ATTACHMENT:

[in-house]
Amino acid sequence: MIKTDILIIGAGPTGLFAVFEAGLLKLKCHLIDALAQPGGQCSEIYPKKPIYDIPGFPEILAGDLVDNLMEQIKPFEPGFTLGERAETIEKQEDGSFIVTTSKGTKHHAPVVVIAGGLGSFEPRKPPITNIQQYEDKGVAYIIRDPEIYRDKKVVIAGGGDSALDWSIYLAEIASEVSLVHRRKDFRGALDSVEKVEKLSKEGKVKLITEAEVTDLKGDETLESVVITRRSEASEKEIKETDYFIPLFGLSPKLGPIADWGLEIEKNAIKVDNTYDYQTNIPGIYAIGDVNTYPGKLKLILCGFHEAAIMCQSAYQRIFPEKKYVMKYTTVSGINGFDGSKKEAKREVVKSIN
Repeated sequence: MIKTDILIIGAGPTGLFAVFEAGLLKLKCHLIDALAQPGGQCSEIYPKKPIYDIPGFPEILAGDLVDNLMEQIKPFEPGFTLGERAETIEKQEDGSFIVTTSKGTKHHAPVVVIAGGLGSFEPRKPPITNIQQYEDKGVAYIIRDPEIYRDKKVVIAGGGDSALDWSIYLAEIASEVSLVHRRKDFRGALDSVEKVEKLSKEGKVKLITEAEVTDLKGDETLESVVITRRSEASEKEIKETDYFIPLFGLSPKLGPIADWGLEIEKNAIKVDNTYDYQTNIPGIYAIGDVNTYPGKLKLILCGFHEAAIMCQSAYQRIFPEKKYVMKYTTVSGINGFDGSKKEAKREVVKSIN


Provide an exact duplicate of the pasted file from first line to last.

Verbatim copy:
[in-house]
Amino acid sequence: MIKTDILIIGAGPTGLFAVFEAGLLKLKCHLIDALAQPGGQCSEIYPKKPIYDIPGFPEILAGDLVDNLMEQIKPFEPGFTLGERAETIEKQEDGSFIVTTSKGTKHHAPVVVIAGGLGSFEPRKPPITNIQQYEDKGVAYIIRDPEIYRDKKVVIAGGGDSALDWSIYLAEIASEVSLVHRRKDFRGALDSVEKVEKLSKEGKVKLITEAEVTDLKGDETLESVVITRRSEASEKEIKETDYFIPLFGLSPKLGPIADWGLEIEKNAIKVDNTYDYQTNIPGIYAIGDVNTYPGKLKLILCGFHEAAIMCQSAYQRIFPEKKYVMKYTTVSGINGFDGSKKEAKREVVKSIN
Repeated sequence: MIKTDILIIGAGPTGLFAVFEAGLLKLKCHLIDALAQPGGQCSEIYPKKPIYDIPGFPEILAGDLVDNLMEQIKPFEPGFTLGERAETIEKQEDGSFIVTTSKGTKHHAPVVVIAGGLGSFEPRKPPITNIQQYEDKGVAYIIRDPEIYRDKKVVIAGGGDSALDWSIYLAEIASEVSLVHRRKDFRGALDSVEKVEKLSKEGKVKLITEAEVTDLKGDETLESVVITRRSEASEKEIKETDYFIPLFGLSPKLGPIADWGLEIEKNAIKVDNTYDYQTNIPGIYAIGDVNTYPGKLKLILCGFHEAAIMCQSAYQRIFPEKKYVMKYTTVSGINGFDGSKKEAKREVVKSIN